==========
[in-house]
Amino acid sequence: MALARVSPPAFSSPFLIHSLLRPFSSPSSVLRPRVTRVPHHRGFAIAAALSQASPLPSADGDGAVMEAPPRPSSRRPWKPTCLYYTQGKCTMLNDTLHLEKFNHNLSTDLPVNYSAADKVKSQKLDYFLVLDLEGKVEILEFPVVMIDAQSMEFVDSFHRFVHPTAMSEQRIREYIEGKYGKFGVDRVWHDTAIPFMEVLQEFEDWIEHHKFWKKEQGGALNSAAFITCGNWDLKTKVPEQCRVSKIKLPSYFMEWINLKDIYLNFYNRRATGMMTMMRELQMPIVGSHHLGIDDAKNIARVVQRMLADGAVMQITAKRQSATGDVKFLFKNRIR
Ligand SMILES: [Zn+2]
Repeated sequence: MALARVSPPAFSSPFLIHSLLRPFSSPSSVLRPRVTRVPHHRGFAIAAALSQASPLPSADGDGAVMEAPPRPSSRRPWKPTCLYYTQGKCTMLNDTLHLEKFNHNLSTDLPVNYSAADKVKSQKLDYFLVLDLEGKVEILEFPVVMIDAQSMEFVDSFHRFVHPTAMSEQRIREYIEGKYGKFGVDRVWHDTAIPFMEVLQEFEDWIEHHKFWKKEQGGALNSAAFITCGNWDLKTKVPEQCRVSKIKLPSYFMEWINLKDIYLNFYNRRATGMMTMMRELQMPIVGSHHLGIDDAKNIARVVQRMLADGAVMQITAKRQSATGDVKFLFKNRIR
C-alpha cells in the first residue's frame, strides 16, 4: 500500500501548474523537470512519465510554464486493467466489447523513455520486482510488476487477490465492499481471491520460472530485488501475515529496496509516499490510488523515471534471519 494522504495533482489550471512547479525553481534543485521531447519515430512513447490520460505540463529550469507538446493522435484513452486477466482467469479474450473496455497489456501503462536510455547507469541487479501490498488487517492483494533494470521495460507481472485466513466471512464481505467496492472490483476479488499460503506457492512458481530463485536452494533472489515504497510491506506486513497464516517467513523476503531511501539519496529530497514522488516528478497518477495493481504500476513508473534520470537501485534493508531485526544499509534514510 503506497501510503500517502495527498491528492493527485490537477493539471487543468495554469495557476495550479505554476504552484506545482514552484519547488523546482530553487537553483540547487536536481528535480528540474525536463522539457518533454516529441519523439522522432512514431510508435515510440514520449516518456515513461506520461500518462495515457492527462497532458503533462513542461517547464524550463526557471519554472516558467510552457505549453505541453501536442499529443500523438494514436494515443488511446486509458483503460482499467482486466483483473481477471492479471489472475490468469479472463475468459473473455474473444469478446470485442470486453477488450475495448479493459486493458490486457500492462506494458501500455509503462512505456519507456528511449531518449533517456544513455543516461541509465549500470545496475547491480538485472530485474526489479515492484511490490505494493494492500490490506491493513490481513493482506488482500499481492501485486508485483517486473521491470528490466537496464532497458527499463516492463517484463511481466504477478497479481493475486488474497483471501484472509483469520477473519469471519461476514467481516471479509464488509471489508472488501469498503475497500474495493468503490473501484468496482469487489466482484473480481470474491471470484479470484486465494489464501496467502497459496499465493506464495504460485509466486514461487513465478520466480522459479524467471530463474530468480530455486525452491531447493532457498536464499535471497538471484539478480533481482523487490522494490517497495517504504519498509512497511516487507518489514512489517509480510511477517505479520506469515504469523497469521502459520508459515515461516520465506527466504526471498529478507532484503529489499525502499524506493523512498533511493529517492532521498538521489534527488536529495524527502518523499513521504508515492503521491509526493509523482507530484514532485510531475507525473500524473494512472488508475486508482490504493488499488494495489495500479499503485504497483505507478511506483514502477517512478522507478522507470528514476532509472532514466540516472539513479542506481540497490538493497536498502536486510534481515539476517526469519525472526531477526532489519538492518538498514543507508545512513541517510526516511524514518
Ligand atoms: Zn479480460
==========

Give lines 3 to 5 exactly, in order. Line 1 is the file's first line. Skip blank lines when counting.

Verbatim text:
Ligand SMILES: [Zn+2]
Repeated sequence: MALARVSPPAFSSPFLIHSLLRPFSSPSSVLRPRVTRVPHHRGFAIAAALSQASPLPSADGDGAVMEAPPRPSSRRPWKPTCLYYTQGKCTMLNDTLHLEKFNHNLSTDLPVNYSAADKVKSQKLDYFLVLDLEGKVEILEFPVVMIDAQSMEFVDSFHRFVHPTAMSEQRIREYIEGKYGKFGVDRVWHDTAIPFMEVLQEFEDWIEHHKFWKKEQGGALNSAAFITCGNWDLKTKVPEQCRVSKIKLPSYFMEWINLKDIYLNFYNRRATGMMTMMRELQMPIVGSHHLGIDDAKNIARVVQRMLADGAVMQITAKRQSATGDVKFLFKNRIR
C-alpha cells in the first residue's frame, strides 16, 4: 500500500501548474523537470512519465510554464486493467466489447523513455520486482510488476487477490465492499481471491520460472530485488501475515529496496509516499490510488523515471534471519 494522504495533482489550471512547479525553481534543485521531447519515430512513447490520460505540463529550469507538446493522435484513452486477466482467469479474450473496455497489456501503462536510455547507469541487479501490498488487517492483494533494470521495460507481472485466513466471512464481505467496492472490483476479488499460503506457492512458481530463485536452494533472489515504497510491506506486513497464516517467513523476503531511501539519496529530497514522488516528478497518477495493481504500476513508473534520470537501485534493508531485526544499509534514510 503506497501510503500517502495527498491528492493527485490537477493539471487543468495554469495557476495550479505554476504552484506545482514552484519547488523546482530553487537553483540547487536536481528535480528540474525536463522539457518533454516529441519523439522522432512514431510508435515510440514520449516518456515513461506520461500518462495515457492527462497532458503533462513542461517547464524550463526557471519554472516558467510552457505549453505541453501536442499529443500523438494514436494515443488511446486509458483503460482499467482486466483483473481477471492479471489472475490468469479472463475468459473473455474473444469478446470485442470486453477488450475495448479493459486493458490486457500492462506494458501500455509503462512505456519507456528511449531518449533517456544513455543516461541509465549500470545496475547491480538485472530485474526489479515492484511490490505494493494492500490490506491493513490481513493482506488482500499481492501485486508485483517486473521491470528490466537496464532497458527499463516492463517484463511481466504477478497479481493475486488474497483471501484472509483469520477473519469471519461476514467481516471479509464488509471489508472488501469498503475497500474495493468503490473501484468496482469487489466482484473480481470474491471470484479470484486465494489464501496467502497459496499465493506464495504460485509466486514461487513465478520466480522459479524467471530463474530468480530455486525452491531447493532457498536464499535471497538471484539478480533481482523487490522494490517497495517504504519498509512497511516487507518489514512489517509480510511477517505479520506469515504469523497469521502459520508459515515461516520465506527466504526471498529478507532484503529489499525502499524506493523512498533511493529517492532521498538521489534527488536529495524527502518523499513521504508515492503521491509526493509523482507530484514532485510531475507525473500524473494512472488508475486508482490504493488499488494495489495500479499503485504497483505507478511506483514502477517512478522507478522507470528514476532509472532514466540516472539513479542506481540497490538493497536498502536486510534481515539476517526469519525472526531477526532489519538492518538498514543507508545512513541517510526516511524514518